NIGERIANS URGED TO INSURE BUILDINGS AGAINST COLLAPSE
By Yinka Kolawole
Owners and occupiers of public buildings in Nigeria have been called upon to insure themselves against losses to third parties in accordance with Section 65 of the Insurance Act, 2003.
An insurance consultant, Mr. Obinna Chilekezi, made the call recently at a forum organised by the Nigerian Institution of Estate Surveyors and Valuers (NIESV) which brought together experts from diverse fields as well as realtors and other stakeholders to dissect the myriad of problems confronting the real estate industry and proffer solutions.
'The owners and occupiers of public buildings, while insuring the risks of fire and special perils, should insist that their insurers include the risk of collapse. The owner of any building under construction should ensure that the building is insured adequately through the purchase of Contractors' All Risk Insurance with an extension of cover in line with the risks anticipated by Section 64 of Insurance Act, 2003,' Chilekezi stated.
In his contribution, President, NIESV, Mr. Bode Adediji, called on practitioners to embrace reforms in order to transform the sector. 'The overall environment of the real estate industry - the estate professional practice, the construction industry, property market and facility management - is currently engulfed in an unprecedented crisis accentuated by lack of any tangible and all-embracing response from the government, the relevant professional bodies and also by the organised private sector.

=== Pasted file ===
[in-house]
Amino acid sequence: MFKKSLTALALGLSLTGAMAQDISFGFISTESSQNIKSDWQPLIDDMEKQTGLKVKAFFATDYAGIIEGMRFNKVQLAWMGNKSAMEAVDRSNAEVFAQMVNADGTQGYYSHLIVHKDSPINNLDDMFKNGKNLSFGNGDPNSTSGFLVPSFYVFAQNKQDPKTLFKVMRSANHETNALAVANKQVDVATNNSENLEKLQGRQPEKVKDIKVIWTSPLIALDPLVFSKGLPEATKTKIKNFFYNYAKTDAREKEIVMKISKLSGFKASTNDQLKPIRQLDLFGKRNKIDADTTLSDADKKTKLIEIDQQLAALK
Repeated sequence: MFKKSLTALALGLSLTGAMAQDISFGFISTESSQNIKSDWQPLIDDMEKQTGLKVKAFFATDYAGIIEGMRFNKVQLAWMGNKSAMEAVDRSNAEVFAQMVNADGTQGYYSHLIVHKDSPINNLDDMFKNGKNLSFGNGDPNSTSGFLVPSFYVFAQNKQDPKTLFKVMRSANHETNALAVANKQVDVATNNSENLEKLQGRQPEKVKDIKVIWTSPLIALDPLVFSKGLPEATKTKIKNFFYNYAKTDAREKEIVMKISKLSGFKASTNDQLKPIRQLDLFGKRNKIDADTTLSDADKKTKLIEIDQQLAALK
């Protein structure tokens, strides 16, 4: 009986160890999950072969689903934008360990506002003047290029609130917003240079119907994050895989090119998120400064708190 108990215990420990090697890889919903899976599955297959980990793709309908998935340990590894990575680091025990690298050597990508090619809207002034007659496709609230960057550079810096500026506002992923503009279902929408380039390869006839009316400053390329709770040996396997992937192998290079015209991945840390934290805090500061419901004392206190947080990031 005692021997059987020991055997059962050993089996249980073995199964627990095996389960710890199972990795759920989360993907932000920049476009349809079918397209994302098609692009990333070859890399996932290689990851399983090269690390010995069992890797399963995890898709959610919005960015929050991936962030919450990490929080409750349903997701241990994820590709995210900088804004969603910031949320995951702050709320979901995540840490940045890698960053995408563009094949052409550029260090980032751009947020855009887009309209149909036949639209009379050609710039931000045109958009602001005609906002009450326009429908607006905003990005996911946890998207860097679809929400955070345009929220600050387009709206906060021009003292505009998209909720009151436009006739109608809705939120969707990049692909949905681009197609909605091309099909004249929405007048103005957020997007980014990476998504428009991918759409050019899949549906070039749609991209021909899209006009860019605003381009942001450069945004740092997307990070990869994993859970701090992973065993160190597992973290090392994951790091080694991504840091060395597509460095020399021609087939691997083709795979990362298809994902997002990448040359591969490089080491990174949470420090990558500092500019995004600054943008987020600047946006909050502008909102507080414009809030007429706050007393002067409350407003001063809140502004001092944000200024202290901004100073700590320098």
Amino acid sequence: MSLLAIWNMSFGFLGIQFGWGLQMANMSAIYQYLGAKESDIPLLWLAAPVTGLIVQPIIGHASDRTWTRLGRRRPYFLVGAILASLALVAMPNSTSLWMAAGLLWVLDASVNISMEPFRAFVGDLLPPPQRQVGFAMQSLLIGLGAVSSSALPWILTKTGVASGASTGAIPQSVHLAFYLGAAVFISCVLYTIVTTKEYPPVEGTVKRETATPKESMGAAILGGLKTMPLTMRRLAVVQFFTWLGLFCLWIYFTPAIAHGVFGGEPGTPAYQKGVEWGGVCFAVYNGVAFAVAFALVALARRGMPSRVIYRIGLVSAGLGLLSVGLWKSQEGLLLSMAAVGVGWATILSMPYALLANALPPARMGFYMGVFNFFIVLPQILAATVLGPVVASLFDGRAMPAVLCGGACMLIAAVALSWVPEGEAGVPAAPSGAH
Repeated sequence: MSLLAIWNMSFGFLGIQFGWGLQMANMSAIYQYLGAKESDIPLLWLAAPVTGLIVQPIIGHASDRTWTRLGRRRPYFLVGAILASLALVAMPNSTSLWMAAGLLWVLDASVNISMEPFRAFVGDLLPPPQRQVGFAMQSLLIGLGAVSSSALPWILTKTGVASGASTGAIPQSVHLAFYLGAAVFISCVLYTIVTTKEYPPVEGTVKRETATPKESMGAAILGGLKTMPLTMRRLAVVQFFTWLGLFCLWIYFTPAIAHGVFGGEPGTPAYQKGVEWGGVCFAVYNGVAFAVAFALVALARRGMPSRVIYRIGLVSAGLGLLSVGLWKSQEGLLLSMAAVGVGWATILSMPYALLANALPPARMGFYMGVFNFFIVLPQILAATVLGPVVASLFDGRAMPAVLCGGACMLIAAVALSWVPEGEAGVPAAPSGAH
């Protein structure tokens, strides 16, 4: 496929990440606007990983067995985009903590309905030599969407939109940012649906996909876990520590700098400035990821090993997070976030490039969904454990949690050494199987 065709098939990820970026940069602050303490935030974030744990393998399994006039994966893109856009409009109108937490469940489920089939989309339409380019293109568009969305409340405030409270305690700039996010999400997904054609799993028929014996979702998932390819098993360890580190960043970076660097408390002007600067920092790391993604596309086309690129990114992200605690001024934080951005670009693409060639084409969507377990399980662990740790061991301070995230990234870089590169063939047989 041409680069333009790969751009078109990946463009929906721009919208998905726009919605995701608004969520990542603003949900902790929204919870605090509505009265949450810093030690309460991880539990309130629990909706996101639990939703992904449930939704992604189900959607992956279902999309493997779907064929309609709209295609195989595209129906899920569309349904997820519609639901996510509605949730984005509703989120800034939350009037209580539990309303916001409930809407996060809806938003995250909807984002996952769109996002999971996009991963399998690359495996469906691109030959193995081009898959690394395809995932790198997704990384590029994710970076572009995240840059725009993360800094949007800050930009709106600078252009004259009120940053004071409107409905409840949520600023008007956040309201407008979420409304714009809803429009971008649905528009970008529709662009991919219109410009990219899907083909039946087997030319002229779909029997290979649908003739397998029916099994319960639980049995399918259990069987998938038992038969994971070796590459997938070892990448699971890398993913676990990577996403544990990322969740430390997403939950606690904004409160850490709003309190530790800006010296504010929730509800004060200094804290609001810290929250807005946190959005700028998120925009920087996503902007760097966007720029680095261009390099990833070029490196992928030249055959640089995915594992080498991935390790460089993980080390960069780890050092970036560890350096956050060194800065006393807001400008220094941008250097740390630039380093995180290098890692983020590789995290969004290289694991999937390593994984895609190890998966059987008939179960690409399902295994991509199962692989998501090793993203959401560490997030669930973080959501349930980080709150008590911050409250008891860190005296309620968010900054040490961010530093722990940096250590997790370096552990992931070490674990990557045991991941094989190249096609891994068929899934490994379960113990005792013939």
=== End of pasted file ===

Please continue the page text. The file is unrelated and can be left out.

'Nigeria is supposed to be the giant of Africa with a population of 160 million, landmass of almost one million square kilometres, and with humongous petroleum and natural resources. Unfortunately, despite this uncommon attribute and endowment, her overall economy lies prostrate, while the property market terrain remains infantile, fragile, grossly underdeveloped but extremely noisy,' he said.
Adediji blamed estate surveyors for sacrificing the other areas of the profession in which they had core competence like property development, construction, project management, real estate investment advisory services and asset valuation for crude estate agency practice.
'Majority of the practitioners do conduct estate agency from the primordial framework of mere rent-seeking objective and perspective without endeavouring to add value, all this to the detriment of our profession and the nation's economy.
Consequently, our failure as individuals and professional practices to retool, to specialise, to synergise, to build capacity and to embrace international best practices have become too noticeable and cast bad shadow on our image as well as diminished our competitive advantage,' he added.